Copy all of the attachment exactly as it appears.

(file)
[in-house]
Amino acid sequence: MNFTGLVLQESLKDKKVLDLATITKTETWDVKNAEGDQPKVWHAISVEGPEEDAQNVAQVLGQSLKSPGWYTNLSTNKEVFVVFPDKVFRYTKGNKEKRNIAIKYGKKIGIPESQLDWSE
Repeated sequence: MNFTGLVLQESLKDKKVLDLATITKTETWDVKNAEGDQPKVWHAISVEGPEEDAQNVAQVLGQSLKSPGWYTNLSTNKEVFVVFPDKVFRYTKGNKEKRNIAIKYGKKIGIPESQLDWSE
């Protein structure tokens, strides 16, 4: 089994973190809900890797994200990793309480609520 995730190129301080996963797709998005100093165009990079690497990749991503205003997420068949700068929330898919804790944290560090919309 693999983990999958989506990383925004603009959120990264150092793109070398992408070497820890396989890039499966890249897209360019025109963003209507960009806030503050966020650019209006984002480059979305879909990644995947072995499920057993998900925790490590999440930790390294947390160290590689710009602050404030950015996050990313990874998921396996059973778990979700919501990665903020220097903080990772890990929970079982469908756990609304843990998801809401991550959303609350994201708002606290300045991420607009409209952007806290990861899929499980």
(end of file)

[in-house]
Amino acid sequence: MNFTGLVLQESLKDKKVLDLATITKTETWDVKNAEGDQPKVWHAISVEGPEEDAQNVAQVLGQSLKSPGWYTNLSTNKEVFVVFPDKVFRYTKGNKEKRNIAIKYGKKIGIPESQLDWSE
Repeated sequence: MNFTGLVLQESLKDKKVLDLATITKTETWDVKNAEGDQPKVWHAISVEGPEEDAQNVAQVLGQSLKSPGWYTNLSTNKEVFVVFPDKVFRYTKGNKEKRNIAIKYGKKIGIPESQLDWSE
């Protein structure tokens, strides 16, 4: 089994973190809900890797994200990793309480609520 995730190129301080996963797709998005100093165009990079690497990749991503205003997420068949700068929330898919804790944290560090919309 693999983990999958989506990383925004603009959120990264150092793109070398992408070497820890396989890039499966890249897209360019025109963003209507960009806030503050966020650019209006984002480059979305879909990644995947072995499920057993998900925790490590999440930790390294947390160290590689710009602050404030950015996050990313990874998921396996059973778990979700919501990665903020220097903080990772890990929970079982469908756990609304843990998801809401991550959303609350994201708002606290300045991420607009409209952007806290990861899929499980």